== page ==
one woman's view into a world of creativity

One Minute Space Painting

A friend on Facebook directed me to this incredible YouTube clip.  This artist has perfected his craft to the highest efficiency.  With a minimum of colors, spritzes, lines and rubs Brandon McConnell creates spray paint pieces of art in one minute or less.  I think this incredibly short period of working time demonstrates how much practice he has put in to understanding the core elements of his craft.  He must have put in a lot of time to cut down the time. 😉 

But watching this video raised a question for me.  Does demonstrating to his fans how little time he puts into the pieces lower their value?  Generally one of the common criteria of value and skill is the time put into the piece, is it not?  Or does the novelty of the method give them their value (about 50 bucks a piece)? But if I can get $50 for a minute of work, I better bust out the spray paint and start learning!

How do you judge the value of art?  What criteria must be met for you to be willing to invest in a piece of artwork?

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Comments on: "One Minute Space Painting" (1)

  1. Sarah Parrish said:

    Umm….yeah, I’d buy that for $50!!

    You’re right in that most of the time we think something must take a long time to be worth such a hefty sum, but I know I’ve had projects that I put whole weeks into and even my own mother wouldn’t have paid more than $.50 for them. Of course, I’m not a professional, so it’s hardly a comparison.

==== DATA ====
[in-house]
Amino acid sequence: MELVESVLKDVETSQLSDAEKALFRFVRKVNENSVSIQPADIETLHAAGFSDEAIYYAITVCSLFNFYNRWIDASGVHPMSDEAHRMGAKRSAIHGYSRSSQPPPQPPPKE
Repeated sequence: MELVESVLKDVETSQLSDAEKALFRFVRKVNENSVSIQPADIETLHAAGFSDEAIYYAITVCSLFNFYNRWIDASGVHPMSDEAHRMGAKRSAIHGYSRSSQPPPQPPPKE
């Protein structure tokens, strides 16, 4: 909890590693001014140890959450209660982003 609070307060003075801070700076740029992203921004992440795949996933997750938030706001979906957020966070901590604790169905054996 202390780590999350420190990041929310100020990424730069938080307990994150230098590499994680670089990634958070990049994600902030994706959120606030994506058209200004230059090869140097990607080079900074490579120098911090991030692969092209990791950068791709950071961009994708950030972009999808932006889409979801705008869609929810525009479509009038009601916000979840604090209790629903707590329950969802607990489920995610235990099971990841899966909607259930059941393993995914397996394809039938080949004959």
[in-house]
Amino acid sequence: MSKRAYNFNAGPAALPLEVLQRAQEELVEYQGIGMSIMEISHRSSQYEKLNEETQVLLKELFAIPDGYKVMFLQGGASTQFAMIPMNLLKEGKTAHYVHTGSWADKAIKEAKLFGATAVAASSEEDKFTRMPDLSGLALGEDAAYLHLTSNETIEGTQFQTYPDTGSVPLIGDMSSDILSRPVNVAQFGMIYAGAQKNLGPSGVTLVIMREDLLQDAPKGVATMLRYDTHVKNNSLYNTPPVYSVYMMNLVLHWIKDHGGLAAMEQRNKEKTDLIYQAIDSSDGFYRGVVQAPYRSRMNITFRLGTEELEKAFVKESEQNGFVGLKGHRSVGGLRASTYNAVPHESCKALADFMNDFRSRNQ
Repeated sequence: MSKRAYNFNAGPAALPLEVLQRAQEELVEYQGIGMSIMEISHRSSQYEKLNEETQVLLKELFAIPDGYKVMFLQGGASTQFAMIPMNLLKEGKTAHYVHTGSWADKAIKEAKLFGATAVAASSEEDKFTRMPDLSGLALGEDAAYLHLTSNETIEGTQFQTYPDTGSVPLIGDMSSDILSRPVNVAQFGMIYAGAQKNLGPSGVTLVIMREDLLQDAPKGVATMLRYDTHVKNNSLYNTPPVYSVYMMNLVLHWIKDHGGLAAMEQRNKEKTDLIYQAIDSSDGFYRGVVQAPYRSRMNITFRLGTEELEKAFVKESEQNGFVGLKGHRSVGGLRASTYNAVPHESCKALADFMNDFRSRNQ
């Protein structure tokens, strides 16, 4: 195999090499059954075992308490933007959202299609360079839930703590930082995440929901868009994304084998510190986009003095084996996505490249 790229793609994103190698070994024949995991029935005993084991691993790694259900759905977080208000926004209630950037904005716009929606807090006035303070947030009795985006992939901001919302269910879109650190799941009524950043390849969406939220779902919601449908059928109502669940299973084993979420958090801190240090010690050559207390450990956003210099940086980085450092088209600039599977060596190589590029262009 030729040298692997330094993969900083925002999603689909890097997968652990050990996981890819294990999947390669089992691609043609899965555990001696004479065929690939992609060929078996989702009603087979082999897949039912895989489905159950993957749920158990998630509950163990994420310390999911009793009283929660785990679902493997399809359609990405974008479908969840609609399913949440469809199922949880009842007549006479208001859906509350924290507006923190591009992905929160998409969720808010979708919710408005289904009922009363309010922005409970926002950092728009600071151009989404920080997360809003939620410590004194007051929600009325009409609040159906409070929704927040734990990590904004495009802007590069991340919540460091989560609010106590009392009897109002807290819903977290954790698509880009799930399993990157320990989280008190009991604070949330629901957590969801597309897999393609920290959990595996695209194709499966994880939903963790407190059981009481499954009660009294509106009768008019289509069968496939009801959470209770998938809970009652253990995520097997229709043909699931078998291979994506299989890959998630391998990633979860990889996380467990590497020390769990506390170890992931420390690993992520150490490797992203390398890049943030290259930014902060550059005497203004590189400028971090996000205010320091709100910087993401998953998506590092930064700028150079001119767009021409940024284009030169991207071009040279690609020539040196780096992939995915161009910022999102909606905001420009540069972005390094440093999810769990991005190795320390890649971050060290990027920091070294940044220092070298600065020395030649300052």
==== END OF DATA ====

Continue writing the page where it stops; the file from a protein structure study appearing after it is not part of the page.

The simple fact that he can create something so amazing in such little time is what makes his art worth the price. Spray paint is a fairly cheap material, especially compared to other media–for instance, the same exact work in oil paint on canvas would cost hundreds of dollars (exaggerating slightly).

    The price tag doesn’t come from the number of hours or the expense of the material he puts into the work, but the amount of skill.

    We live in a society that values skill and we are quite willing to pay a large price for a skilled professional’s work.

    As for time, our society is constantly trying to cut down on the amount of time it takes to produce results, often sacrificing quality in the process. I don’t know that that applies here. He has cut down (rather drastically!!) on the amount of time it takes him to produce a piece of art, but as long as the quality of his art has remained consistent (or gotten better) it is still worth as much or more than a piece that took several hours/days/months/etc.

    To invest in a piece of artwork, it has to mean something to me, even if it’s just a small feeling. It has to amaze me and be worth the expenditure. Right now, I am not at a stage in my life when I would be willing to pay several thousand dollars for a painting, but there are certainly pieces that would cause me to put down a lot of money for them.

    For instance, check out Chris Wilhelm. His art is currently on exhibit at the Salem Public Library (he’s a local artist.) He sells t-shirts and posters of some of his pieces (posters are $20-30), and I have contacted him about buying a couple (posters–his art is mostly oil/acrylic on canvas and has price tags in the thousands.)

    http://www.chriswilhelmart.com/wp/?page_id=8

    My personal favorites are “Creationism,” “Jenenji’s Dream,” and “Alizaron Sands.” Unfortunately, he doesn’t have a poster of that last one (my ultimate favorite) and I don’t have $1700 to buy it, or I would.

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